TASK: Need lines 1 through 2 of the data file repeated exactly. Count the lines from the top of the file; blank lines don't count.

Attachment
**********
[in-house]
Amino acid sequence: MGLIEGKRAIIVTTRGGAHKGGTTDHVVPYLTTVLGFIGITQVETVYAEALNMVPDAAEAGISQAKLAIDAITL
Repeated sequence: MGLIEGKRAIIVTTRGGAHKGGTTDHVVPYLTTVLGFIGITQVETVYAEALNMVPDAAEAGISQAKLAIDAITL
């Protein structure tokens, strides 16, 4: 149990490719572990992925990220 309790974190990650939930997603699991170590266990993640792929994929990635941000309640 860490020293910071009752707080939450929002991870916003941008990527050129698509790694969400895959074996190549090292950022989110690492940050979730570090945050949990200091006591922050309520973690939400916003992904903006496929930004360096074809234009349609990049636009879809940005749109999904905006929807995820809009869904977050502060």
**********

[in-house]
Amino acid sequence: MGLIEGKRAIIVTTRGGAHKGGTTDHVVPYLTTVLGFIGITQVETVYAEALNMVPDAAEAGISQAKLAIDAITL